The sound of the rocket launching is almost like a gun shot.
Most probably because they use a gun charge to eject the missile from the launching tube before the sustainer lights. It looks like a pretty energetic motor to achieve the high speeds in such a short distance. It might be too dangerous to use it inside a gun-like tube launcher.
 

sferrin

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fredymac said:
The sound of the rocket launching is almost like a gun shot.
Because the sound probably came off a stock CD of sounds and they used "bullet_ricochet_noise.wav" for the launch. Almost none of the videos that have been released have the actual sound on them. The only part of any of them that has the actual noise is where the tank is tooling along in the dark, there's an explosion, and suddenly it's running a bit rough. ;D (And even then the missile sound is simulated as it's not going to be on the same channel as the guys talking.)

Even though it's been posted and reposted 45 million times over the years this is still my favorite LOSAT shot. (And it's pretty obviously not ejected from the tube with a precursor charge.)

https://www.youtube.com/watch?v=JCmSs6hXWoU
 

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Wonder if theyve had any luck moving missiles of that performance class to less smokey propellant. That's always struck me as a hell of a "the shooter's right there" trail.
 

sferrin

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Moose said:
Wonder if theyve had any luck moving missiles of that performance class to less smokey propellant. That's always struck me as a hell of a "the shooter's right there" trail.
I think the smaller CKEM might have done a good job on an unmanned ground vehicle.

 

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Moose said:
Wonder if theyve had any luck moving missiles of that performance class to less smokey propellant. That's always struck me as a hell of a "the shooter's right there" trail.
CL-20 based and other low smoke propellants are promising, but let's remember that the flash of a 120 mm cannon is pretty easy to see with naked eye even at long distances. It also leaves enough smoke and dust in the air behind to remain as a telltale sign for seconds.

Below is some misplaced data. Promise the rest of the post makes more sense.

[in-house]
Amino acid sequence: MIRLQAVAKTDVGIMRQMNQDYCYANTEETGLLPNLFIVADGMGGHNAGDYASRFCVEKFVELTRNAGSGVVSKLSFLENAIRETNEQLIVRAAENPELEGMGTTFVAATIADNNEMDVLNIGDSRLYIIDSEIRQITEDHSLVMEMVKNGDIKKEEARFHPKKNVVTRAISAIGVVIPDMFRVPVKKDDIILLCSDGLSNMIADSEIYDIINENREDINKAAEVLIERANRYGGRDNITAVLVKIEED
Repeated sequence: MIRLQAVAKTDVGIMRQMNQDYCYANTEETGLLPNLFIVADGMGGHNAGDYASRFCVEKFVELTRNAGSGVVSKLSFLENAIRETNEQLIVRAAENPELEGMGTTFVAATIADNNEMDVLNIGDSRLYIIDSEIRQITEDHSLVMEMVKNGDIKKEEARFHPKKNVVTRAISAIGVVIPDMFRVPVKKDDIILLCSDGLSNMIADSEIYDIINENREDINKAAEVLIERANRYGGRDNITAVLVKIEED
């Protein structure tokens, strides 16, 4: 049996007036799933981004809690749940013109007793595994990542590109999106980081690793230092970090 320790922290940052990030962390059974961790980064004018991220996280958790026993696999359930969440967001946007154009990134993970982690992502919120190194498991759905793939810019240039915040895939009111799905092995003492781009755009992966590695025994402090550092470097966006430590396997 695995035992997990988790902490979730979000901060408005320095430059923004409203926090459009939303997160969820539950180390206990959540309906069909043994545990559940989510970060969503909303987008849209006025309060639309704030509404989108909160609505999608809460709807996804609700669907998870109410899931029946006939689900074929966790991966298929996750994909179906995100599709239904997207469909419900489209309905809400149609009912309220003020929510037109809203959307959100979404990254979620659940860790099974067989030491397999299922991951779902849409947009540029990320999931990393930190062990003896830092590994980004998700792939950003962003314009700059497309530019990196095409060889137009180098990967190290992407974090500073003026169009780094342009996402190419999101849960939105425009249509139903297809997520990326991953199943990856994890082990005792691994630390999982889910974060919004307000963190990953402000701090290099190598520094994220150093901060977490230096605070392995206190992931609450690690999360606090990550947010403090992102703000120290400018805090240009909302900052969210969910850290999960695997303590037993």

It's more interesting whether the smoke trail causes trouble to the platform's thermal sensor.
 

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Amazing find thank you very much for posting.

An updated version could be hv only at terminal rather than full flight. IMHO
 

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Have been looking for more info on hypervelocity projectiles.
As we're seeing more and more modern Active Protection Systems suggesting "hard kill" capabilities, with Israel claiming newer Trophy (is it Trophy?) can bring down some APFSDS types,
subsonic and transonic ATGMs, either ground-launched or air launched, are going to struggle to defeat future ground armor.

Hypervelocity weapons, though, are going to create exponential problems for APS: while it may be computationally easy for APS electronics to compute to fire a countermeasure capable of bringing down an ATGM moving high subsonic or low transonic (say, into Mach 2-3 range, or even approaching the 1600-1800m/sec of some modern APFSDS (if Israeli claims of Trophy, or it is Iron Dome? are to be believed... I'll wager Trophy has not been tested against many sabot rounds over 1600m/sec.... ),
intercepting an inbound kinetic projectile crossing well past 2000m/sec barely gives milliseconds to react, less than half or even a quarter the time vs a high subsonic ATGM.

If this one missile is touting Mach 6.5, that's over 7200fps, around 2200m/sec?..... APS probably isn't stopping that train, and smoke probably isn't reacting fast enough to blind a distant missile guidance system, either, as these "hypers" will probably be INS-guided (with flight times of only seconds, a complex guidance system for evasive targets won't be required).

Can't wait to revisit discussions like this 10+ years out and see where battefield technology actually ends up going....